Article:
And so we will grown old watching him thrive among his powerful clique of the old and new rich. We will continue to fatten the feudal lords of sugar; we will watch the highway and waste lobbyists grow more chubby; the gifts of palm oil and flowers increase; some rich banks will continue to exploit us; urban land speculators will have too much money; weapons contractors will continue to vomit money out of their ears; the houses  of the neo-cons will come to occupy and even greater portion of their lands; the cities will explode with poverty, insecurity and the displaced people from the countryside.
And while the country is being sacked by this mafia or contractors and exploiters, we will pass our lives discussing new reforms for the Constitution to enable our Leader to continue to satisfy his incommensurable ego, his lack of humor, his appetite for dominance, his tyrannical tirades, his smug and devious ways of presenting himself as a well-mannered dictator.
The Patriarch walks through the country and through the world on the reigns of his secretary; the Patriarch mounts his horse with the reins in his left hand and a red flag in his right; the Patriarch shouts to his children not to engage in excessive pleasures and not to enrich themselves anymore than they ought to; the Patriarch insults the press and accuses the  opposition of complicity with the guerillas; the Patriarch never yields; the Patriarch is uncompromising and does not extend any humanitarian gesture to those who have been abducted for 13 years; the Patriarch uses his rough hands to tame and dominate his colts; the Patriarch, assisted by the enormous ears of DAS, hears all, searches all, knows all, rewards all, punishes all.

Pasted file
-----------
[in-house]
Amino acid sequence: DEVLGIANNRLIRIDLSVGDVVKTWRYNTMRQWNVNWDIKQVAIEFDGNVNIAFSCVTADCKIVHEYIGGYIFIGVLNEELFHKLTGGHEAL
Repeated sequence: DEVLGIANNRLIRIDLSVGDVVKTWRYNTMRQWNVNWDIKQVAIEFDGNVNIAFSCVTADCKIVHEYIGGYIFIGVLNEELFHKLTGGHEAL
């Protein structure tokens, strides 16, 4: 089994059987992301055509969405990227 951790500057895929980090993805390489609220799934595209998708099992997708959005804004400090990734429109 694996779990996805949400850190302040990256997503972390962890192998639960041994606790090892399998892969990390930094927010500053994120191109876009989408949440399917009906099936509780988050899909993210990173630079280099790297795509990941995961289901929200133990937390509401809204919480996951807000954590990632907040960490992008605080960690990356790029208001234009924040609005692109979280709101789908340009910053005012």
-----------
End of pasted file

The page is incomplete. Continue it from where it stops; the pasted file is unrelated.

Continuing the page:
We are far from the autumn of the Patriarch, farther still from his winter.  Already we have passed his happy spring, but the summer continues long, hot and dry.  And here we will be watching him scream, here we will be watching him scold us from dawn until the dark of night; here he will play on our ears, every 20th of July, speaking of country, putting his hand on his chest against his still heart.  Here will be the Patriarch, acclaimed by the State of the Opinion of the People.   And this shameful country will be crawling forward, with its bloody anger, with its thugs running loose, with its Congress of disgust,  with its military operetta, with its erratic courts, with its gringos immune from everything; with its ministers with no character ( or old clones of the Patriarch who failed to win re-election with both hands tied behind their backs), with its neighborhoods burning, with its rivers flowing with cadavers, with beggars in the streets, with its bullfighters and horseback riders hysterical with joy and the absolute impotence of those who have only the word.  
Héctor Abad Faciolince

Colombia Support Network
P.O. Box 1505
Madison, WI  53701-1505
phone:  (608) 257-8753
fax:  (608) 255-6621
e-mail:  csn@igc.org

Tuesday, September 22, 2009

CSN 's official letter regarding the FTA, 9.14.09

CSN ‘s official comments submitted on Sept 14, 2009 to the Office of the United States Trade Representative Ron Kirk
Washington, D.C.

http://colombiasupport.net/2009/Laun_Comments_to_FTA_Questions-9-14-09.pdf  <http://colombiasupport.net/2009/Laun_Comments_to_FTA_Questions-9-14-09.pdf>

Colombia Support Network